There’s a gap in our reading from the gospel according to Mark 6:30-34,53-56 today that is unfortunate but understandable. The lectionary, the 3 year cycle of readings we hear on Sunday mornings, skips Mark’s version of the Feeding of the Five Thousand and Jesus’ walking on water. The lectionary does this, I think, for two reasons. One, we hear a version of these stories in Matthew and Luke so the lectionary doesn’t feel like we need to repeat it. Two, starting next week, we’ll hear John’s version of these two stories. The lectionary made a choice to keep some versions of Jesus’ stories in our worship and to move others to the side. But these kinds of choices are artificial. We made them. The author of Mark and the Holy Spirit wanted these stories to be together. When we see Jesus’ compassion because the crowd “was like sheep without a shepherd,” we need to know that Jesus is going to do more than teach. He’s also going to feed, confront their fears, and heal everyone. Jesus (and his disciples)make people whole.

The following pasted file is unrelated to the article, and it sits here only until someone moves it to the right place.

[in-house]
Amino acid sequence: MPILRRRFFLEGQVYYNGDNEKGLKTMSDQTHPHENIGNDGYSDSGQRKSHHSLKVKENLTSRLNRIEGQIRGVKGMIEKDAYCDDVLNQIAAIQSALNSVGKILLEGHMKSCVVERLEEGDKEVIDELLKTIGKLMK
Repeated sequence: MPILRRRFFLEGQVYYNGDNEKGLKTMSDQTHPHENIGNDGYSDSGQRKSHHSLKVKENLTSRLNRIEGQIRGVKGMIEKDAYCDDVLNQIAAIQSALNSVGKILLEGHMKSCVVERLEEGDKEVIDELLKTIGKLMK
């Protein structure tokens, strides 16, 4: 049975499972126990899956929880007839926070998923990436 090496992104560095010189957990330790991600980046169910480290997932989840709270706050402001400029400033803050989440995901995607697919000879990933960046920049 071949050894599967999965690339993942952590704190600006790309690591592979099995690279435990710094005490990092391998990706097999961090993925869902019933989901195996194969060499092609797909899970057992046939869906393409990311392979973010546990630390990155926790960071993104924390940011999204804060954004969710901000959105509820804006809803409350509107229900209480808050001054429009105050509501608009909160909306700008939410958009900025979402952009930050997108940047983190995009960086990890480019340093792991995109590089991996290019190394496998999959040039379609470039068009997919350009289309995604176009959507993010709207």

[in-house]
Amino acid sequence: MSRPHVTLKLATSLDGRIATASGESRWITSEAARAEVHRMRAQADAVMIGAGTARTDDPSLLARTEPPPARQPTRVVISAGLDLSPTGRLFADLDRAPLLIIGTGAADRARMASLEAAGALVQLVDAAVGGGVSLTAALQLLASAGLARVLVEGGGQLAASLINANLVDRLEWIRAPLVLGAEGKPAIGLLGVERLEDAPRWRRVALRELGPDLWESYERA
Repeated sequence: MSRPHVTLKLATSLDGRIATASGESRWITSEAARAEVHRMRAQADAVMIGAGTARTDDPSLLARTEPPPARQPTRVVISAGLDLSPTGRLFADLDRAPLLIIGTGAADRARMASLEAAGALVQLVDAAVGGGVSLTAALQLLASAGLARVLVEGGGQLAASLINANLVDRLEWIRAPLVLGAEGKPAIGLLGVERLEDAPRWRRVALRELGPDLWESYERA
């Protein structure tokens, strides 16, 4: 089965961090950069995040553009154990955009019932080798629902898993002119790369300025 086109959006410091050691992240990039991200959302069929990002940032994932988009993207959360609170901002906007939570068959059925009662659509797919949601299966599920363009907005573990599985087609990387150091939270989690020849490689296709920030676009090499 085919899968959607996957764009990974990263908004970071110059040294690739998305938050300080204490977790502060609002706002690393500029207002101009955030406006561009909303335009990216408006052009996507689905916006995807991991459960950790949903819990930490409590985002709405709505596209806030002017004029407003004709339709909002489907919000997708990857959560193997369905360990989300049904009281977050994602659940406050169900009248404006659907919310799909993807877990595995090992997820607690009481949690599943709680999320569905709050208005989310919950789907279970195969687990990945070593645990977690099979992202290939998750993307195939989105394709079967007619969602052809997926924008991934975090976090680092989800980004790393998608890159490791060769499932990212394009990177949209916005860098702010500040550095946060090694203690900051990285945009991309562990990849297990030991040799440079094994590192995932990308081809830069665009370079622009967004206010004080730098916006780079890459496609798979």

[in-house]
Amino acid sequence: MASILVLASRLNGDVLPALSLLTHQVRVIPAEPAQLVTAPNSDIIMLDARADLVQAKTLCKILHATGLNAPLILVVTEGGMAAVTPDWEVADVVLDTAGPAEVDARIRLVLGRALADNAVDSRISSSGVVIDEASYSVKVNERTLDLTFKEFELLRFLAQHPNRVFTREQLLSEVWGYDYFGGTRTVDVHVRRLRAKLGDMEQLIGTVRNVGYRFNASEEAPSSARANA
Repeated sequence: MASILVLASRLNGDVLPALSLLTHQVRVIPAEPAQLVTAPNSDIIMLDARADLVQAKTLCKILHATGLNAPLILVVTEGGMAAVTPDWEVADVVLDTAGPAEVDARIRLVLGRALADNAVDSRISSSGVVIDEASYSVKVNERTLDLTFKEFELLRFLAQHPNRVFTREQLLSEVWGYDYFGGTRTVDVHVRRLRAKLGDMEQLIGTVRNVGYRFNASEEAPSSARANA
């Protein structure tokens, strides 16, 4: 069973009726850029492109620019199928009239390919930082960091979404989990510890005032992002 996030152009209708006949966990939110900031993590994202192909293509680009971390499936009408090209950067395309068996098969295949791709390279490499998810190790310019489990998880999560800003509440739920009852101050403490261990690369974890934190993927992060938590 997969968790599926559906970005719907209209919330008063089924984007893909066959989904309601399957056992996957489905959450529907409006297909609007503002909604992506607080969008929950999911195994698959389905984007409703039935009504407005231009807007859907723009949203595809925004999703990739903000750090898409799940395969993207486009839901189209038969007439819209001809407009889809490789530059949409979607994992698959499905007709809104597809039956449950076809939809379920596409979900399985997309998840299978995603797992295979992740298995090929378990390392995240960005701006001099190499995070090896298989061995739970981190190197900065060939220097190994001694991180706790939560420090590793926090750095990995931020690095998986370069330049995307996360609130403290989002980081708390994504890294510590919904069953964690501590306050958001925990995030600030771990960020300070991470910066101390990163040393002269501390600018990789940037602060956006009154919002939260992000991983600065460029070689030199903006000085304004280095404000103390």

This Wholeness, however, does not mean being comfortable. Last week’s reading showed us what the apostles were doing and teaching. They traveled into villages, casted out demons, and told everyone to repent. They invited everyone (poor, rich, and powerful) to reorient their lives towards God. This reorientation is more than a change of beliefs. This reorientation is a change in priorities. And this is scary. It scared the people who heard it. It also scared King Herod. The words reminded him of what John the Baptist told him and he imagined Jesus to be John the Baptist back from the dead. The reorientation of our life will break down our prior assumptions, priorities, and way of life. It pushes us away from what we think makes us whole and instead compels us towards the Jesus who makes a whole.
This wholeness isn’t riches or wealth or being so healthy that people assume we do CrossFit everyday. The wholeness Jesus offers is the wholeness the apostles model. They do not always understand what God is up to. They make mistakes. And they have their doubts, concerns, and fears. Yet they do what Jesus did: teach, feed, and heal by connecting people to each other and to their God. Jesus knows he will never get perfect disciples. But he knows that his imperfect disciples can always love.
Each week, I write a reflection on one of our scripture readings for the week. This is from Christ Lutheran Church’s Worship Bulletin for 9th Sunday after Pentecost, 7/22/2018.